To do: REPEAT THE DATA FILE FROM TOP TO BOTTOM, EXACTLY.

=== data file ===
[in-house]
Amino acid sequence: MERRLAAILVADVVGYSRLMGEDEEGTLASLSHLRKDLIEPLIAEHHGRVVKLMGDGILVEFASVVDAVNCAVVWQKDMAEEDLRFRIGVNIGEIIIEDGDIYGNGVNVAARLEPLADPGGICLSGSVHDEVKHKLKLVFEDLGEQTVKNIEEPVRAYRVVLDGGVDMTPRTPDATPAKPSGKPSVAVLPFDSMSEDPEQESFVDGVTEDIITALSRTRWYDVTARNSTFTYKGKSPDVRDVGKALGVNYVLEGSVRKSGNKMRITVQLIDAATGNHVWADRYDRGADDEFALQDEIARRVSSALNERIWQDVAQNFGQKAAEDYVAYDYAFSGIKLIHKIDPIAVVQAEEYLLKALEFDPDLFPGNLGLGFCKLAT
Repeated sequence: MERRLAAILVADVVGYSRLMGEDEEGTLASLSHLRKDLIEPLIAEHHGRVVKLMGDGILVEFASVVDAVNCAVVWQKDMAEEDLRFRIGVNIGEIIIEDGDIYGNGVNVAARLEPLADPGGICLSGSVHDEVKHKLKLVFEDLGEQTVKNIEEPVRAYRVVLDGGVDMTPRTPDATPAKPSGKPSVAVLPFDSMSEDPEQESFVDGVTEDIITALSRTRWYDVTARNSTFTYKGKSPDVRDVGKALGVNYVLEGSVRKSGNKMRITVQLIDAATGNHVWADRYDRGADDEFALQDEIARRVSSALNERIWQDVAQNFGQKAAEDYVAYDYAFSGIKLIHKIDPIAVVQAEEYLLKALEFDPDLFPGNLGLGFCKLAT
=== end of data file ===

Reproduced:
[in-house]
Amino acid sequence: MERRLAAILVADVVGYSRLMGEDEEGTLASLSHLRKDLIEPLIAEHHGRVVKLMGDGILVEFASVVDAVNCAVVWQKDMAEEDLRFRIGVNIGEIIIEDGDIYGNGVNVAARLEPLADPGGICLSGSVHDEVKHKLKLVFEDLGEQTVKNIEEPVRAYRVVLDGGVDMTPRTPDATPAKPSGKPSVAVLPFDSMSEDPEQESFVDGVTEDIITALSRTRWYDVTARNSTFTYKGKSPDVRDVGKALGVNYVLEGSVRKSGNKMRITVQLIDAATGNHVWADRYDRGADDEFALQDEIARRVSSALNERIWQDVAQNFGQKAAEDYVAYDYAFSGIKLIHKIDPIAVVQAEEYLLKALEFDPDLFPGNLGLGFCKLAT
Repeated sequence: MERRLAAILVADVVGYSRLMGEDEEGTLASLSHLRKDLIEPLIAEHHGRVVKLMGDGILVEFASVVDAVNCAVVWQKDMAEEDLRFRIGVNIGEIIIEDGDIYGNGVNVAARLEPLADPGGICLSGSVHDEVKHKLKLVFEDLGEQTVKNIEEPVRAYRVVLDGGVDMTPRTPDATPAKPSGKPSVAVLPFDSMSEDPEQESFVDGVTEDIITALSRTRWYDVTARNSTFTYKGKSPDVRDVGKALGVNYVLEGSVRKSGNKMRITVQLIDAATGNHVWADRYDRGADDEFALQDEIARRVSSALNERIWQDVAQNFGQKAAEDYVAYDYAFSGIKLIHKIDPIAVVQAEEYLLKALEFDPDLFPGNLGLGFCKLAT